We have made conscious efforts to share our skills around,from doing good press-releases to facilitating meetings. I can’t say we’vehad a complete success however, and within the group certain hierarchiesof knowledge, skill and experience have persisted. Nevertheless, we tryto be open and reflexive enough to guard against such hierarchies becomingtoo entrenched, and most agree that the TAPP forum has proven to be a welcomingand democratic space. 

‘Key members’ have taken months out and so nobody has cometo feel too indispensable. (We don’t really have any ‘full-time’ activistsin Newcastle so it was early on accepted that everyone needed time outto have lives.) Many participants have had experience of more dysfunctionalgroups, and keep the communication flowing, and us aware of the pitfallsand dangers they have seen in other groups. Individuals have also beenpretty determined at keeping personal disagreements separate from gettingthings done. 

How We Do An Action

In a meeting, someone will raise an issue or an eventwhich they feel is important—maybe the anniversary of Indonesia’s invasionof East Timor, the proposed felling of some trees for road widening, orthe visit to Newcastle of some arch-demon like Eddie George (Bank of Englandboss who said unemployment in the North is good for the economy). Peoplewill make enthusiastic noises if it grabs them, and maybe help the initiatorto find out more for the next meeting. Then they’ll propose an action relatedto the issue, we’ll sort out a suitable date, chase up the materials weneed, and assign roles like press releases and checking the legal situation.We’ll meet up on the day, together with other interested parties we’vecontacted, do our blockading, leafletting or whatever stunt we fancy. Ifthe press are there we’ll chat to them, get some photos and try and embarrassour target as much as possible. If the police turn up to play, we’ll eitherface them off or avoid arrest by doing what they say—ideally in our owntime and on our own terms. If there are arrests, someone will wait forthe naughty law-breakers to be released. And often as not we’ll spend therest of the day in the pub.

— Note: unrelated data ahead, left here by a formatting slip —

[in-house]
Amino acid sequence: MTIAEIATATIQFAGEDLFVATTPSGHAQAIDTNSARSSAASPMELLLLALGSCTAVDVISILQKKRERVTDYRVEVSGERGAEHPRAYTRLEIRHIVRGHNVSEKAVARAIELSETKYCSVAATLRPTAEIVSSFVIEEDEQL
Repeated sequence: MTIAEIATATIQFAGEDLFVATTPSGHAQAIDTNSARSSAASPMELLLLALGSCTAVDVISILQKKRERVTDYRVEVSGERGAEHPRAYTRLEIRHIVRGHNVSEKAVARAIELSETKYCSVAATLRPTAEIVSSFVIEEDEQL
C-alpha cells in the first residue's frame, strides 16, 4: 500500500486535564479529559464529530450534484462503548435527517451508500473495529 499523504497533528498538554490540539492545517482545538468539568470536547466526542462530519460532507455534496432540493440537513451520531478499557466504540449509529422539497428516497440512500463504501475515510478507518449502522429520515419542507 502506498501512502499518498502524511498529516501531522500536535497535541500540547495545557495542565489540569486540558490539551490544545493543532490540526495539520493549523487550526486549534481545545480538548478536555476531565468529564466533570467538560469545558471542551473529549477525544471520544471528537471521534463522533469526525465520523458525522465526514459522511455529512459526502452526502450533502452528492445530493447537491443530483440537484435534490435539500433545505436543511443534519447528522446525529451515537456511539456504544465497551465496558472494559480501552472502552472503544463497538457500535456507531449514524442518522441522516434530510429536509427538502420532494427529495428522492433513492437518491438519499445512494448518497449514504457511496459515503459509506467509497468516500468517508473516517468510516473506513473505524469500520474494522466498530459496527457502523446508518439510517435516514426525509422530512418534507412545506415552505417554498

Transcending Protest

We’ve tried to use the group to do something more thanprotest however. We made nice photo-posters about local direct action togo in peoples loos, we researched and put together a booklet about historicalradicalism and resistance on Tyneside and we joined together to put inmass food orders. We also shared computer login codes, dog-sat, got allotmentstogether, had mass orgies… oh no, that was just a dream. Oh well, I feelsafe in saying that taking collective direct action has enhanced our sadlittle lives and given us back as much as we put in. And it’s dead easyto create something extra from protest —TAPP recommends it! 

Debates We’ve Had

We have quite good arguments in the pub sometimes. Asperhaps an unusually diverse bunch (ages, backgrounds, lifestyles, faiths,ideologies, dress-sense, hairstyles, taste in music—is Bruce Springsteena god or not?), we can’t help but tolerate each other’s peculiarities.Issues discussed have included; the welfare state—defend it or let it die?,support people wanting jobs or encourage them to drop out? using violentlanguage or images, being ‘reasonable’ critics or chucking rotten tomatoes,working with the Socialist Workers Party (SWP) against the war or refusingto deal with them, being public about something or keeping it hush-hush,how to attack the consumer lifestyle without pissing people off, christianityand spirituality, having waffly meetings or being a fascist facilitator,gobby people dominating meetings, individuals taking too much on, how toget new or shy people activated, whether to try and kick-start other groupsinto action or just do our thing and of course, the usual jostling of causesand priorities. 

Use Of The Earth First! Network